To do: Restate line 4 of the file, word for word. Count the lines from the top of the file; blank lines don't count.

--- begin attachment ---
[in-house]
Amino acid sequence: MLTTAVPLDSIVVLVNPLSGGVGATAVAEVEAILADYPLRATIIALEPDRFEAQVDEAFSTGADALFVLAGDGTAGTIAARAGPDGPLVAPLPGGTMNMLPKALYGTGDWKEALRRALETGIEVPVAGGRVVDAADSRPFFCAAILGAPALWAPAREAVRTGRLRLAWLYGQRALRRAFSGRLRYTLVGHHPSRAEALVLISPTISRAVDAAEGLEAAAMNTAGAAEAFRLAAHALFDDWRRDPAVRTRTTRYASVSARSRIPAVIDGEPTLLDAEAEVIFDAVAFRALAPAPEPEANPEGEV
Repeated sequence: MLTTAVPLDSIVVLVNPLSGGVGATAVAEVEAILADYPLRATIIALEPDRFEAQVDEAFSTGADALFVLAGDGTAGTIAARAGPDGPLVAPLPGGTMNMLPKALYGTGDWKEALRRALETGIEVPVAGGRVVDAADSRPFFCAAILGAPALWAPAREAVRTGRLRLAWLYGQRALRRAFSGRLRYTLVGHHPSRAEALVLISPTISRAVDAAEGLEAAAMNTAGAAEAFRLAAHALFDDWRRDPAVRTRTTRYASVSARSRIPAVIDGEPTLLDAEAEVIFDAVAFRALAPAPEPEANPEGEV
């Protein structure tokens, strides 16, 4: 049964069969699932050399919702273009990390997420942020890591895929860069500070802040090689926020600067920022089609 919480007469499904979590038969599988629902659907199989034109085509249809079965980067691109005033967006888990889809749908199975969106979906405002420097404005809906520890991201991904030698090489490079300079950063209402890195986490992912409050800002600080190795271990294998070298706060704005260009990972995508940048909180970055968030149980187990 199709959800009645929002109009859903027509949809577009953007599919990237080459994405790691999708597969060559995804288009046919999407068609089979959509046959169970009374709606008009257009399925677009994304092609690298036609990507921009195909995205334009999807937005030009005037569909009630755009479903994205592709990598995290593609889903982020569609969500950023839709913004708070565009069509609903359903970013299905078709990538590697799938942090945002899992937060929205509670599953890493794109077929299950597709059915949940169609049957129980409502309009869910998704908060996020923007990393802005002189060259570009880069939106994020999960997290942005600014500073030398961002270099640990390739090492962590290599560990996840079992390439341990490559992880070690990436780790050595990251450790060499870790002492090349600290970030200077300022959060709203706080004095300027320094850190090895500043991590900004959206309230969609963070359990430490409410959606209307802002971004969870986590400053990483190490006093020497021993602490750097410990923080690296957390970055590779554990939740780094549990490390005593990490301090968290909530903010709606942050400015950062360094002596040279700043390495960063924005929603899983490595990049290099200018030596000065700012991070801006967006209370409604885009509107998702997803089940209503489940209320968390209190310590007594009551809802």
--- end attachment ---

């Protein structure tokens, strides 16, 4: 049964069969699932050399919702273009990390997420942020890591895929860069500070802040090689926020600067920022089609 919480007469499904979590038969599988629902659907199989034109085509249809079965980067691109005033967006888990889809749908199975969106979906405002420097404005809906520890991201991904030698090489490079300079950063209402890195986490992912409050800002600080190795271990294998070298706060704005260009990972995508940048909180970055968030149980187990 199709959800009645929002109009859903027509949809577009953007599919990237080459994405790691999708597969060559995804288009046919999407068609089979959509046959169970009374709606008009257009399925677009994304092609690298036609990507921009195909995205334009999807937005030009005037569909009630755009479903994205592709990598995290593609889903982020569609969500950023839709913004708070565009069509609903359903970013299905078709990538590697799938942090945002899992937060929205509670599953890493794109077929299950597709059915949940169609049957129980409502309009869910998704908060996020923007990393802005002189060259570009880069939106994020999960997290942005600014500073030398961002270099640990390739090492962590290599560990996840079992390439341990490559992880070690990436780790050595990251450790060499870790002492090349600290970030200077300022959060709203706080004095300027320094850190090895500043991590900004959206309230969609963070359990430490409410959606209307802002971004969870986590400053990483190490006093020497021993602490750097410990923080690296957390970055590779554990939740780094549990490390005593990490301090968290909530903010709606942050400015950062360094002596040279700043390495960063924005929603899983490595990049290099200018030596000065700012991070801006967006209370409604885009509107998702997803089940209503489940209320968390209190310590007594009551809802």